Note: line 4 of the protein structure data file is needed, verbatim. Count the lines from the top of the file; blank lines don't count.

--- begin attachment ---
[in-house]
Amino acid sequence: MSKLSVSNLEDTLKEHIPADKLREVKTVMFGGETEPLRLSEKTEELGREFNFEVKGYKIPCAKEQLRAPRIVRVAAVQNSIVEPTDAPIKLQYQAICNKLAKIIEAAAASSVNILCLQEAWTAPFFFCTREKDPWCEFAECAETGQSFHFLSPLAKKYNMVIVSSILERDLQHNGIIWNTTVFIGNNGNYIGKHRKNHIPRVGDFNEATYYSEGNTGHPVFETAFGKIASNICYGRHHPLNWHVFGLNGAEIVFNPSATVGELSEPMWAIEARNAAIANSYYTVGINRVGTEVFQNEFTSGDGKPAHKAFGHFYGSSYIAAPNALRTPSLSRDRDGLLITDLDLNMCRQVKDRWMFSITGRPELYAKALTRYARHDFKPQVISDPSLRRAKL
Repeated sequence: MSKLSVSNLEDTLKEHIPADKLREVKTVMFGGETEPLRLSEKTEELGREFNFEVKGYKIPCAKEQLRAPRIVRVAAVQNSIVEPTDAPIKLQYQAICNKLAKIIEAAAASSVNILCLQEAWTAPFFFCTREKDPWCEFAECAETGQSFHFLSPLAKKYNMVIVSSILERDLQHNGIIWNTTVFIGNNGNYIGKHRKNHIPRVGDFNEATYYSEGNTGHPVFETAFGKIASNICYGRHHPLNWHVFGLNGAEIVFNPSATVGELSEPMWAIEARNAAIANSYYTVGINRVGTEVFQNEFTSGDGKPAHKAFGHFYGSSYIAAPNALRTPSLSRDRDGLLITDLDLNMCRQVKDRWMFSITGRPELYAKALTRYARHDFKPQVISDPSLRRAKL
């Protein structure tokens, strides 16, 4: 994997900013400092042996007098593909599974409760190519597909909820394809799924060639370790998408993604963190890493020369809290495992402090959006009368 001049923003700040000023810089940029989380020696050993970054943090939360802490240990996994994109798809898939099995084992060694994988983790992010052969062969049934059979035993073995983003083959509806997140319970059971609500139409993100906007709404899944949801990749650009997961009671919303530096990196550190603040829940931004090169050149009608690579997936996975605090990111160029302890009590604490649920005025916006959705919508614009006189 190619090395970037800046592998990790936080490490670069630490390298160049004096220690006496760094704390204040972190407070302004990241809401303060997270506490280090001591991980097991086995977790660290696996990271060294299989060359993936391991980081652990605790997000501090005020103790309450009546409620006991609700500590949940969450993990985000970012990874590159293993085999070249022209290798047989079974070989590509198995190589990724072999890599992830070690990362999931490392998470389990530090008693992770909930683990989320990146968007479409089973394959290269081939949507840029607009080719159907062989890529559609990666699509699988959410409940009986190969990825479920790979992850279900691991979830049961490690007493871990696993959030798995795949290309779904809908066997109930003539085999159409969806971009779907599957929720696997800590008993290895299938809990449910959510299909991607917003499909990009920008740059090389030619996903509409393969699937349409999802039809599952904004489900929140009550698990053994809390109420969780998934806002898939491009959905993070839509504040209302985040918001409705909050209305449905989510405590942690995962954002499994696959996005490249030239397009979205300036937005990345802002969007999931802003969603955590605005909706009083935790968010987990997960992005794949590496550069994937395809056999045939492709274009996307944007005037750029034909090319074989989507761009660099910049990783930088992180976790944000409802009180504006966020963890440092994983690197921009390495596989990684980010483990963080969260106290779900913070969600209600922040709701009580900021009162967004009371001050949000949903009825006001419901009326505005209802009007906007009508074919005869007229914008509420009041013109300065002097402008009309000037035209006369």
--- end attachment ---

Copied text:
């Protein structure tokens, strides 16, 4: 994997900013400092042996007098593909599974409760190519597909909820394809799924060639370790998408993604963190890493020369809290495992402090959006009368 001049923003700040000023810089940029989380020696050993970054943090939360802490240990996994994109798809898939099995084992060694994988983790992010052969062969049934059979035993073995983003083959509806997140319970059971609500139409993100906007709404899944949801990749650009997961009671919303530096990196550190603040829940931004090169050149009608690579997936996975605090990111160029302890009590604490649920005025916006959705919508614009006189 190619090395970037800046592998990790936080490490670069630490390298160049004096220690006496760094704390204040972190407070302004990241809401303060997270506490280090001591991980097991086995977790660290696996990271060294299989060359993936391991980081652990605790997000501090005020103790309450009546409620006991609700500590949940969450993990985000970012990874590159293993085999070249022209290798047989079974070989590509198995190589990724072999890599992830070690990362999931490392998470389990530090008693992770909930683990989320990146968007479409089973394959290269081939949507840029607009080719159907062989890529559609990666699509699988959410409940009986190969990825479920790979992850279900691991979830049961490690007493871990696993959030798995795949290309779904809908066997109930003539085999159409969806971009779907599957929720696997800590008993290895299938809990449910959510299909991607917003499909990009920008740059090389030619996903509409393969699937349409999802039809599952904004489900929140009550698990053994809390109420969780998934806002898939491009959905993070839509504040209302985040918001409705909050209305449905989510405590942690995962954002499994696959996005490249030239397009979205300036937005990345802002969007999931802003969603955590605005909706009083935790968010987990997960992005794949590496550069994937395809056999045939492709274009996307944007005037750029034909090319074989989507761009660099910049990783930088992180976790944000409802009180504006966020963890440092994983690197921009390495596989990684980010483990963080969260106290779900913070969600209600922040709701009580900021009162967004009371001050949000949903009825006001419901009326505005209802009007906007009508074919005869007229914008509420009041013109300065002097402008009309000037035209006369």